Iraqi Shiite cleric backs Sunnis’ right to protest

A SENIOR Shiite cleric has given his support to Sunni Muslim protesters who have been ­rallying against Iraq’s Shiite-dominated central government, increasing pressure on the leadership in Baghdad.

Hard-line religious leader Muqtada al-Sadr told reporters in the Shiite holy city of Najaf the demonstrators have the right to protest as long as they are peaceful. He stopped short of calling for a wider uprising, like those that have rippled across the region over the past two years, but warned of further unrest if demands on the street are not met.

“Beware of the Arab Spring in Iraq,” the firebrand cleric said yesterday, in a warning to the power-sharing government led by prime minister Nouri al-­Maliki, himself a Shiite.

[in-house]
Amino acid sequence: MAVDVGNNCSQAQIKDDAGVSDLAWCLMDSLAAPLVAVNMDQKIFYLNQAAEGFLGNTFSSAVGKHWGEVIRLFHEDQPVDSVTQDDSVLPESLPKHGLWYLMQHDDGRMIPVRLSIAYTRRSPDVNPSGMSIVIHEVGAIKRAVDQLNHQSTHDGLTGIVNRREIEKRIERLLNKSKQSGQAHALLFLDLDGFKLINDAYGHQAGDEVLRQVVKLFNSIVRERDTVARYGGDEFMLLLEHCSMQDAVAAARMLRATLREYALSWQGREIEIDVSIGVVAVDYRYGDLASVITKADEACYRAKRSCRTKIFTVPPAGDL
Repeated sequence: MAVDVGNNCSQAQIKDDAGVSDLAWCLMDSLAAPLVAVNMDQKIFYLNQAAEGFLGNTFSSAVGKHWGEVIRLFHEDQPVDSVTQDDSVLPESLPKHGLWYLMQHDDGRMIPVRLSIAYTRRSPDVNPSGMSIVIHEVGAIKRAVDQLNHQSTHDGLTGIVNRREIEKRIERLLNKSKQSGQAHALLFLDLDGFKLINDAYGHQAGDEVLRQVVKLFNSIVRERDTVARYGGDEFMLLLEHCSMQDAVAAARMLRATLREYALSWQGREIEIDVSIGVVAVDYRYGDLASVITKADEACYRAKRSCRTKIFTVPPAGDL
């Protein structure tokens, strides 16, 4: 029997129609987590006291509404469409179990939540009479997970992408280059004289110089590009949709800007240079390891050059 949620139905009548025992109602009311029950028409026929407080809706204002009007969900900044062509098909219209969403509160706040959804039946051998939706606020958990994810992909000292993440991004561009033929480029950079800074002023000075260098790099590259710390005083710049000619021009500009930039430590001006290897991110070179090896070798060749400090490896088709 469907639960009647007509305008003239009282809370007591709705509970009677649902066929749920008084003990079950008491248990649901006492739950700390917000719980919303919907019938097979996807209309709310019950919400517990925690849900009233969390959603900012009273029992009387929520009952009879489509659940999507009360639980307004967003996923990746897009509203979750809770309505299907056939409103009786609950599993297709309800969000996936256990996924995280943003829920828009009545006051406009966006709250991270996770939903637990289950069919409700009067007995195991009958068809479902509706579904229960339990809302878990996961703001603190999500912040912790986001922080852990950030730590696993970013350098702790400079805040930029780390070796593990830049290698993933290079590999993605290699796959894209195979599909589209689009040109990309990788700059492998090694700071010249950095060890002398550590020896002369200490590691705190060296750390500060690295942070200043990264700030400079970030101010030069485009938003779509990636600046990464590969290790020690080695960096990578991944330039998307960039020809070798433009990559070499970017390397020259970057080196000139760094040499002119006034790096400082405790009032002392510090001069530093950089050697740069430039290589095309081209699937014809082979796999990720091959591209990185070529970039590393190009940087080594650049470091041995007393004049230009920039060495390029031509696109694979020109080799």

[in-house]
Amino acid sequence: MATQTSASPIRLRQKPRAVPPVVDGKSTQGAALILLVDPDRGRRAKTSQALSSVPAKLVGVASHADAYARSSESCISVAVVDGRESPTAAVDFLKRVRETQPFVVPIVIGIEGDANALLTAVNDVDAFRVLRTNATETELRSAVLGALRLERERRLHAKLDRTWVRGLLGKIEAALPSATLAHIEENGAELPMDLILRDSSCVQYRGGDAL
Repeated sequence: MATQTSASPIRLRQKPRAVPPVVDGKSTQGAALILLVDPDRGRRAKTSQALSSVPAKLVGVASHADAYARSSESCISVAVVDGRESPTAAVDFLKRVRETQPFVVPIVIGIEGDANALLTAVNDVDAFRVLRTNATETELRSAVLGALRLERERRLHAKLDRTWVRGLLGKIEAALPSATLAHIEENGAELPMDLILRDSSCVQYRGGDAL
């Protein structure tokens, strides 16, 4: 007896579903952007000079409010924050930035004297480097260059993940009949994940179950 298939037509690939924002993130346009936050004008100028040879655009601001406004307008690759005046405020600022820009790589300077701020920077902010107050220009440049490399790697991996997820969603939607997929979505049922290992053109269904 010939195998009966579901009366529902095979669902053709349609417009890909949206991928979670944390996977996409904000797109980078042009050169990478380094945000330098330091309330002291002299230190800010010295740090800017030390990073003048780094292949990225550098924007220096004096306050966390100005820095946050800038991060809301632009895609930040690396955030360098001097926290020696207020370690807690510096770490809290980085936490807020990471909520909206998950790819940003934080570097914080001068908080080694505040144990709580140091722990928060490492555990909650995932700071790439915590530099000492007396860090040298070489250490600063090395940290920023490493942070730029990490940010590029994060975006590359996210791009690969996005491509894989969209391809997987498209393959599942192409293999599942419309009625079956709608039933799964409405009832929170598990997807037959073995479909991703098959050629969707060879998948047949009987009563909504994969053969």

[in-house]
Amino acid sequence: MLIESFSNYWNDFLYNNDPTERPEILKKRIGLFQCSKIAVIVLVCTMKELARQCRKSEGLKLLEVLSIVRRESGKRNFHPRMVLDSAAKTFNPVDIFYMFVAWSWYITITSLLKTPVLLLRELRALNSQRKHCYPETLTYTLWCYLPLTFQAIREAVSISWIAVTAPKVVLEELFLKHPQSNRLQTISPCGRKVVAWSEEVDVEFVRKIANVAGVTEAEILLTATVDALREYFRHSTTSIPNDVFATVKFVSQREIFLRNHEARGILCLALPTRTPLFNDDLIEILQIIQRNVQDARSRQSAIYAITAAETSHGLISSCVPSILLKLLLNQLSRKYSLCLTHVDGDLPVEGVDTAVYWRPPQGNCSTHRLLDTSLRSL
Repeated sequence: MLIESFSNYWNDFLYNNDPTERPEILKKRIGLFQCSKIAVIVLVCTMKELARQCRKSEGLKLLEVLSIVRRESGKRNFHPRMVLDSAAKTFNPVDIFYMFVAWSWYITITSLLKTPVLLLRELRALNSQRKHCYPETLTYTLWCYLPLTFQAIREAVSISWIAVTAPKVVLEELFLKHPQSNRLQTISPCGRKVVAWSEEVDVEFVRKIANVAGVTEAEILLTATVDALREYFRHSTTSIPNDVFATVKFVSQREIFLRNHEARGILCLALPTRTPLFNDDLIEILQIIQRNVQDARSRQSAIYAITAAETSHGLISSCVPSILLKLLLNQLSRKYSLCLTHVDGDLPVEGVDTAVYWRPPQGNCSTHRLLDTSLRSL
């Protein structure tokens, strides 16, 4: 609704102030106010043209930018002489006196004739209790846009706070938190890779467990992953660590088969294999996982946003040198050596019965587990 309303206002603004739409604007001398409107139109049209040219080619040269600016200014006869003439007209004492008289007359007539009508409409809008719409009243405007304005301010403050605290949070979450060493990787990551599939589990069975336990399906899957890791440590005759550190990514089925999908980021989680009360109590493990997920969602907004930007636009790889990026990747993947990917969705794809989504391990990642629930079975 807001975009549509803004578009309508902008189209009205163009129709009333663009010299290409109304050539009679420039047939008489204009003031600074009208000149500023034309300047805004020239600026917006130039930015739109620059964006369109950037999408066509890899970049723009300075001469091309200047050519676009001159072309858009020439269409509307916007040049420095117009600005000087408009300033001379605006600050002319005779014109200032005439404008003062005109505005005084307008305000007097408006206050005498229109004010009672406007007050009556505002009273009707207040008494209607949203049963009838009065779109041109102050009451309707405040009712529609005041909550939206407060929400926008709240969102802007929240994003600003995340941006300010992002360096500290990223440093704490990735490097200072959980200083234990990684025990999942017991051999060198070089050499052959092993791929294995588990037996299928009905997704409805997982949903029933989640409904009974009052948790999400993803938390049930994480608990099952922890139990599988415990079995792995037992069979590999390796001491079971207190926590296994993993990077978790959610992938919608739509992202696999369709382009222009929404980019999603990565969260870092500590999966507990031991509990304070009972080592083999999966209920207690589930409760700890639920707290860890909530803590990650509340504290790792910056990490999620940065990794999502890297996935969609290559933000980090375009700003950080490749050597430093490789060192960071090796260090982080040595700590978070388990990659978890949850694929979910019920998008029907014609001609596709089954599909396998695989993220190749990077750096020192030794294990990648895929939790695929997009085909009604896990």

Thousands of protesters have been holding rallies in the western desert province of Anbar and other Sunni strongholds for more than a week.

The demonstrations follow the arrest of bodyguards assigned to the Sunni finance minister, Rafia al-Issawi, though they tap into deeper Sunni grievances of perceived discrimination by Mr Maliki’s government. The protesters’ demands include guarantees of better government services and release of prisoners in Iraqi jails.


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Muqtada al-Sadr has a complex relationship with Baghdad and with Iraqi blocs outside his conservative Shiite power base.

He grudgingly backed rival Mr Maliki following elections in 2010, then last year joined Iraq’s minority Sunni Arabs and Kurds in calling for Mr Maliki to resign. The cleric’s loyalists hold 40 seats in parliament and retain control of several government ministries.

He said that Mr Maliki “bears full responsibility” for the discontent among Iraqis calling for change.